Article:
the office of pastor or bishop,’ and resigning the abbacy of Inchaffray in favour of ‘a young child’ (James Drummond). In accord with his usual tactics he made his submission, but resigned (4 Jan. 1508) his see with its temporalities into the king's hands, in favour of his son John, retaining, however, the supervision which he derived from the assembly. On Mary's escape from Lochleven he signed the bond (8 May 1568) for her restoration. The assembly in July bade him choose between courts and Kirks, and in the following year inhibited him from ‘any function in the kirk.’ He continued to pray for the queen in public; acted as one of her commissioners in England on 20 May 1570, and again on 10 April 1571; and on 17 June 1571 preached in Knox's pulpit at Edinburgh before the adherents of Kirkcaldy of Grange, who were holding a parliament in the queen's name, which he attended. The assembly in August 1572 charged him with intruding into the ministry in Edinburgh and acknowledging the queen's authority. The case stood over till next year, when he was ordered (6 Aug.) to do public penance in sackcloth on three successive Sundays, a judgment commuted (March 1574) to one day's penance without sackcloth.
Gordon attended the assembly which opened on 6 Aug. 1575. This was the assembly in which for the first time objections were raised (but not sustained) to the lawfulness of any form of episcopacy. He died at Clary House, Penninghame, Wigtonshire, on 11 Nov. 1575. He married (about 1543) Barbara Logie, daughter of the laird of Logie, who survived him. The number and order of his children have been variously stated; according to Hew Scott they were, (1) John, dean of Salisbury [q. v.]; (2) Alexander, probably died young; (3) Lawrence, commendator of Glenluce, in whose favour the temporalities of that abbey were erected into a barony by James VI in 1602; he died early in 1611; the Historical Manuscripts Commission's 2nd Rep. 178 mentions ‘certane instructions anent ane testament to be maid by Lawrence, commendator of Glenluce,’ dated at ‘the chappell in Tongland ye fyft of February 1620’ [1610?]; (4) George, who on his father's death obtained the revenues of the see of Galloway, and was its bishop-designate; he died before 1605, when Gavin Hamilton was appointed; (5) Robert, in the service Queen Margaret of France, killed in a a duel; (6) Barbara, married to Anthony Stewart, rector of Penninghame; her father left her the lands of Clary in that parish.
[Hew Scott's Fasti Eccles. Scotic.; Gordon's Hist. Fam. of Gordon, 1727, vol. i.; Knox's Hist. of the Reformation, 1790, pp. 345, 499, 531; Noble's Hist. Genealogy of the Stuarts, 1795, pp. 177, 179; Laing's Hist. of Scotland, 1804, i. 76, ii. 94, 162; Gordon's Geneal. Hist. of the Earldom of Sutherland, 1813, p. 289 sq.; Strype's Annals, 1824, vol. i. pt. ii. p. 384, vol. ii. pt. i. p. 115, Peterkin's Abridgment of Acts of Assembly, 1831; Lewis's Topogr. Dict. of Scotland, 1851, ii. 354; M'Crie's Life of Knox, 1855, p. 202; Grub's Eccl. Hist. of Scotland, 1861, vol. ii.; Burton's Hist. of Scotland, 1867, vols. iv. v.; Gordon's Scotichronicon, 1867, ii. 526; Walcott's Scotimonasticon, 1874, pp. 168, 226, 309.]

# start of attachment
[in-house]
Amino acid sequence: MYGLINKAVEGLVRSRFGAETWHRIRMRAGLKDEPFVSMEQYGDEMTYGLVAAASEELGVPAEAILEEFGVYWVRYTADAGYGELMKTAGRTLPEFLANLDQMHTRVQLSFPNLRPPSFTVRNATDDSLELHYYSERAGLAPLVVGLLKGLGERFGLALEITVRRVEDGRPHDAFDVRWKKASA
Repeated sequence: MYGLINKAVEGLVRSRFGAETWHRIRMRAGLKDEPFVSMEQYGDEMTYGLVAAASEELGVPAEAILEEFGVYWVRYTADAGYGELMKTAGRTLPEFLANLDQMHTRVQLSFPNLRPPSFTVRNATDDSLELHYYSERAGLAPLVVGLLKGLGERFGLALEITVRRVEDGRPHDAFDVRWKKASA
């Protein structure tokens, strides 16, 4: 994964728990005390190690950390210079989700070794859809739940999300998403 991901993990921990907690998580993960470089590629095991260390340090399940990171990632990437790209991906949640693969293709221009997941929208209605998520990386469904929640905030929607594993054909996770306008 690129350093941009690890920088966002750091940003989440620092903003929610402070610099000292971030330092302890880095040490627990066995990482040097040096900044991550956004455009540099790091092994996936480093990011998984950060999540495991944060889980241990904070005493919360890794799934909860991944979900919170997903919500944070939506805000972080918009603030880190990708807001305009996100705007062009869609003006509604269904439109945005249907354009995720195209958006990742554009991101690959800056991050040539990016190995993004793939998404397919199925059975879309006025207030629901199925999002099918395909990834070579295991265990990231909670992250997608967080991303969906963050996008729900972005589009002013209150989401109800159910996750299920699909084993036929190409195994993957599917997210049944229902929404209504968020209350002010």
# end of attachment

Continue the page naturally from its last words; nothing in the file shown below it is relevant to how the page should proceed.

GORDON, ALEXANDER (1587–1654), of Earlston, covenanter, was the eldest son of John Gordon of Airds and Earlston, and Mary, daughter of James Chalmers of Gadgirth in Ayrshire. His parents were married in 1585. The Gordons of Earlston in Kirkcudbrightshire were a cadet branch of the Gordons of Lochinvar. Gordon's great-grandfather, Alexander Gordon of Airds (1479-1580), was one of the first to introduce the principles of the reformation into Galloway. He read Wycliffe's New Testament to his tenants and others in the wood of Airds. He had a family, it is said, of eleven sons and nine daughters. He yoked ten of his sons to the plough on Christmas day, made the youngest his driver, and himself guided the share, by which means he avoided the confiscation of his cattle for profaning the feast.
Gordon was served heir to his father in the lands of Earlston and others on 23 Oct. 1628 (Retours Kirkcudbright, No. 175), and to his grandmother, Elizabeth Gordon of Blaiket, Dumfriesshire, one of the eleven daughters and heirs portioners of John Gordon of Blaiket, on 29 July 1634 (ib. No. 207). In 1623 he was indicted before the justiciary court for usurping the king's authority by apprehending and detaining a man in his private prison for three hours. The prosecutor, John Glendoning of Drumrashe, considerately refrained from pressing the charge, but the judge, on behalf of the crown, obliged Gordon to find caution to appear on fifteen days' warning for sentence if required (Pitcairn, Criminal Trials, iii. 552).
Gordon married in 1612 Elizabeth, daughter of John Gordon of Murefad, afterwards of Pennynghame, and he, his wife, and their eldest son were all esteemed correspondents of Samuel Rutherford during his confinement at Aberdeen in 1636 and 1637. Several letters to them are printed in ‘Rutherford's Letters.’ Gordon was required by the Bishop of Galloway to present an episcopalian curate to the parish of which he was patron, but declined to do so, and for his refusal was cited before the court of commission, fined five hundred merks, and ordered to ward